Tony Blair of the UK is following Brazil’s Luiz Inácio Lula da Silva and Germany’s Helmut Kohl in the long line of world leaders to become embroiled in ­campaign finance issues. There will be many more scandals in the future unless reformers do some fresh ­thinking.

Whenever a secret deal comes to light, the necessary reform seems self-evident – force politicians to report all gifts to the public as rapidly as the internet will allow. But this rests on the premise that politicians should continue to know who is giving them money.

We reject this conventional wisdom. We think that each political party should open a “blind trust” with the election authorities into which all private donors must deposit their money. Politicians will no longer be able to determine who has given how much. As a consequence, it will be impossible for them to know who to reward with a peerage or, even worse, to gratify big donors with special - interest legislation.

We call our system the “secret-donation booth”, an analogy with the secret ballot that originated in Australia during the 19th century. Until then, voters cast their ballots in full view of the contesting parties, who carefully monitored each decision. Corrupt vote-
buying was commonplace. No voter received his election-day turkey without casting his ballot before the watchful eyes of the turkey’s provider.

It was the secret ballot, not a burst of civic virtue, that transformed the situation. Even if a voter sincerely intended to perform his side of a corrupt bargain, vote-buyers could no longer know what actually happened behind the curtain. Unsurprisingly, vote-buying declined dramatically once party hacks could no longer figure out whether they got what they were paying for.

We use the same logic in dealing with private contributions. In our system, political parties get access to all money deposited in their blind trust accounts. But there are many ways to assure that they will not be able to identify who provided the funds. This will not stop lots of people from telling party leaders that they have given vast sums. But none of them will be able to prove it. As a consequence, lots of people who did not give gifts will also claim to have provided large amounts, and it will be impossible for politicians to know who is telling the truth.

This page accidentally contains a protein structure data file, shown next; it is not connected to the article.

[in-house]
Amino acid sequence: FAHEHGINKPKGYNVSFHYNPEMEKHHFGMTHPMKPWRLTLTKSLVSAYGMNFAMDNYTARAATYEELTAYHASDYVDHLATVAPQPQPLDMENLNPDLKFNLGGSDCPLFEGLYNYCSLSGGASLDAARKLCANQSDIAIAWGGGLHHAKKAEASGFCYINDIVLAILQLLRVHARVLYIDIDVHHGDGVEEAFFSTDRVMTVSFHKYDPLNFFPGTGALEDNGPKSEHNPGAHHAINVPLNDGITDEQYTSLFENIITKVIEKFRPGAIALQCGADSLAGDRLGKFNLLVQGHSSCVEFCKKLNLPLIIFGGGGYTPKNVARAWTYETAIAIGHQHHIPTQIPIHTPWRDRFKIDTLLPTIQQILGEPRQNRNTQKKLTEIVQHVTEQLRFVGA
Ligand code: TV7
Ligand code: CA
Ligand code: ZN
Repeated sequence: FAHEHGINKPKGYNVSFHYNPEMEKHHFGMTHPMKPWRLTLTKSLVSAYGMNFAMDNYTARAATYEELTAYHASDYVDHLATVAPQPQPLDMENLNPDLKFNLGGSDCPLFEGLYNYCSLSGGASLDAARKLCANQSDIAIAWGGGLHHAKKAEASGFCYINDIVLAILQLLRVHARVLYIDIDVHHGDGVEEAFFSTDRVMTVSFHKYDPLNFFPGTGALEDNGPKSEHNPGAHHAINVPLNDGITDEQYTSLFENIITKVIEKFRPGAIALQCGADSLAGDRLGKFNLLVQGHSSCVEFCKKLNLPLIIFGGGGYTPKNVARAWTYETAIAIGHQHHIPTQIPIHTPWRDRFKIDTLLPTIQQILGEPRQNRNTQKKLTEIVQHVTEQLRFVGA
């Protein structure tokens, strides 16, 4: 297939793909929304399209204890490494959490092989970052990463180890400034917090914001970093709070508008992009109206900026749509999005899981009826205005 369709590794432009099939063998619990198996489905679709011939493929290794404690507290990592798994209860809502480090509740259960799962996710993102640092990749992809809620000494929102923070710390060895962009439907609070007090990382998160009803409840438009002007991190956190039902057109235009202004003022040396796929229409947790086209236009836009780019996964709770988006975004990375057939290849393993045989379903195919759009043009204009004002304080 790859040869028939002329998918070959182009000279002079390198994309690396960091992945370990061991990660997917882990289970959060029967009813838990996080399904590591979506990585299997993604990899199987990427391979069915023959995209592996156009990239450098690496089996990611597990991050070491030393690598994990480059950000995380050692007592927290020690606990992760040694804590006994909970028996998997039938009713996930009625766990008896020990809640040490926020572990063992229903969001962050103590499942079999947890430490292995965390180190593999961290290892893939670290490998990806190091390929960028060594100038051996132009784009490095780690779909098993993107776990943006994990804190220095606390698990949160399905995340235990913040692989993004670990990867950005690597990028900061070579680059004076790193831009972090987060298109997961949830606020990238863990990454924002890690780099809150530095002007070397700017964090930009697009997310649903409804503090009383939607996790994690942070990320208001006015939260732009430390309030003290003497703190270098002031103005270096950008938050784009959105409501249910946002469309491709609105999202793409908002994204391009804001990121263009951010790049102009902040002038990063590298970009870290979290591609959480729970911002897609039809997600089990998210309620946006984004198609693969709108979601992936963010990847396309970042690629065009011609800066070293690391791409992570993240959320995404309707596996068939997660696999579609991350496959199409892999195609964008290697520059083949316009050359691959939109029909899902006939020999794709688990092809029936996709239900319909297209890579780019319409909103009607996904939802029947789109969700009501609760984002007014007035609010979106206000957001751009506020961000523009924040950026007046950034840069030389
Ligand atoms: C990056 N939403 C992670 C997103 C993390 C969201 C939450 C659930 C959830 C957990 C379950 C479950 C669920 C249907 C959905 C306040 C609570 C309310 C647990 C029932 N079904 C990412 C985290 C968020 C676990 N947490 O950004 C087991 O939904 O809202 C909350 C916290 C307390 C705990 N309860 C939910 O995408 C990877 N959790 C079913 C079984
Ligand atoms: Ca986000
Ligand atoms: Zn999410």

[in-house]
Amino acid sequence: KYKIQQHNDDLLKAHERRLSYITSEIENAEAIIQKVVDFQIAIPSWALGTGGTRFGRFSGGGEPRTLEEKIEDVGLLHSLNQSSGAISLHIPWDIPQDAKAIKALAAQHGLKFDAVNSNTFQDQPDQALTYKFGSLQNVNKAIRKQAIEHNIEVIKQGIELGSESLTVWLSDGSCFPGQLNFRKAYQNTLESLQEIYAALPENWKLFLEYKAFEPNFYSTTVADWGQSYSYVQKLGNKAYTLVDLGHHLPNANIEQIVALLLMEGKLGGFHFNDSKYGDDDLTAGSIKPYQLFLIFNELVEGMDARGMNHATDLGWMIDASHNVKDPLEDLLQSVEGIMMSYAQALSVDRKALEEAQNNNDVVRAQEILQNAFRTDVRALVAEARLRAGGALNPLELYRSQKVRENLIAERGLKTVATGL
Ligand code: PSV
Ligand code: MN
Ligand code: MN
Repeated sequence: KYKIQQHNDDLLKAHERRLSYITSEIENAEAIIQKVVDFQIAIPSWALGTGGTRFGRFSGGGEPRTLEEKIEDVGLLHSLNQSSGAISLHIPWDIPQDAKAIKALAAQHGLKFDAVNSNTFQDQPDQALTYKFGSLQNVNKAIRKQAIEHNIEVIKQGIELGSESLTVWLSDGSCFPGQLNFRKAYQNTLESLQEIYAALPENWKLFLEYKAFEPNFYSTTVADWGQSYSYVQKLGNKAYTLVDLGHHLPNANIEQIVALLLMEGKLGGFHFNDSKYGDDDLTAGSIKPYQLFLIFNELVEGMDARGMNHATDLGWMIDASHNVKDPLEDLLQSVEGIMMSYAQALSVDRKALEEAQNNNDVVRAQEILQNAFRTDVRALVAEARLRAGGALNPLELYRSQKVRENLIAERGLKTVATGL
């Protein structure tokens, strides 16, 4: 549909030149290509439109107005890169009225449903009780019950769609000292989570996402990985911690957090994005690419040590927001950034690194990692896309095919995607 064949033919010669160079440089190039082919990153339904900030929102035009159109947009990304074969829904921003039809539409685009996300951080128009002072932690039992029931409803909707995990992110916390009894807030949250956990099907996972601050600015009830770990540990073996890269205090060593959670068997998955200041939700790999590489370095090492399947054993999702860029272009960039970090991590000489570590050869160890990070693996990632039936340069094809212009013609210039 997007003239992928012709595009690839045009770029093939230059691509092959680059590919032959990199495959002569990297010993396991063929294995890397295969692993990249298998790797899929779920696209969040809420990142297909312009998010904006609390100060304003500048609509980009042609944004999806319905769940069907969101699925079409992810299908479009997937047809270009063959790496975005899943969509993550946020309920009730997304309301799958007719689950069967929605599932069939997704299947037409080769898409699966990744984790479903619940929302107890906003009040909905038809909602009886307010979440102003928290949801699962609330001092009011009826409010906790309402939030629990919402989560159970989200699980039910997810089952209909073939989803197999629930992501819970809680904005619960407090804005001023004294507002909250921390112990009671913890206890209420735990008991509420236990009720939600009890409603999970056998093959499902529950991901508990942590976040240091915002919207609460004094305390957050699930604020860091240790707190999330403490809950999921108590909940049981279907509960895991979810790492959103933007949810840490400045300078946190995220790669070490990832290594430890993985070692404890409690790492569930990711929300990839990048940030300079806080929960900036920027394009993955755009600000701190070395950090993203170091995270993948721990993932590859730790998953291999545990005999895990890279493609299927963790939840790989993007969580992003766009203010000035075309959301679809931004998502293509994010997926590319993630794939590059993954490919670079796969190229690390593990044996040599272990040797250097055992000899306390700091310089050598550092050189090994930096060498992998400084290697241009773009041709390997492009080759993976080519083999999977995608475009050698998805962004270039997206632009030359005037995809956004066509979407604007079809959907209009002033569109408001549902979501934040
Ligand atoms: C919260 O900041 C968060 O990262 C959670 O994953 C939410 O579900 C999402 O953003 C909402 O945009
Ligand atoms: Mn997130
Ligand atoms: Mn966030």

The result will be similar to the secret ballot. Protected by the privacy of the voting booth, you are free to go up to Mr Blair and tell him that you voted for Labour in the last election – even though you actually voted Conservative. Knowing this, neither Mr Blair nor you will take such protestations seriously. The same “cheap talk” regime will disrupt the special interest dealing we now take for granted. Just as the secret ballot makes it more difficult for parties to buy votes, a secret donation booth makes it harder for parties to sell access or influence.

The new system also protects contributors. It stops politicians from threatening businessmen with punitive legislation if they do not make “voluntary” contributions to the party coffers. And it protects contributors from the appearance of impropriety if they do make a contribution and then win a government contract.

The voting booth disrupts vote-
buying because parties are uncertain how a citizen actually voted; the donation booth disrupts influence peddling because candidates are uncertain whether givers actually gave what they say they gave.

The donation booth will not deter gifts from citizens who simply wish to express their commitment to a candidate or a party platform, without any expectation of special access or influence. These public-spirited gifts may well be substantial in individual cases but the overall level of contributions will decline dramatically, and without the heavy-handed enforcement of legal limits. So long as donations are purged of self-interest, the remaining contributions should be a mark of civic pride, not a source of scandal. They will demonstrate that citizens care enough about their country to spend some of their hard-earned money for their political ideals.

Chile has enacted a variation of the secret-donation booth into law and has now operated two important elections under the new regime. Perhaps it will play the role of Australia in the 19th century and inspire the rest of us to clean up one of modern democracy’s more disgraceful practices.

Bruce Ackerman and Ian Ayres, professors of law at Yale University, are authors of Voting With Dollars: A New Paradigm for Campaign Finance

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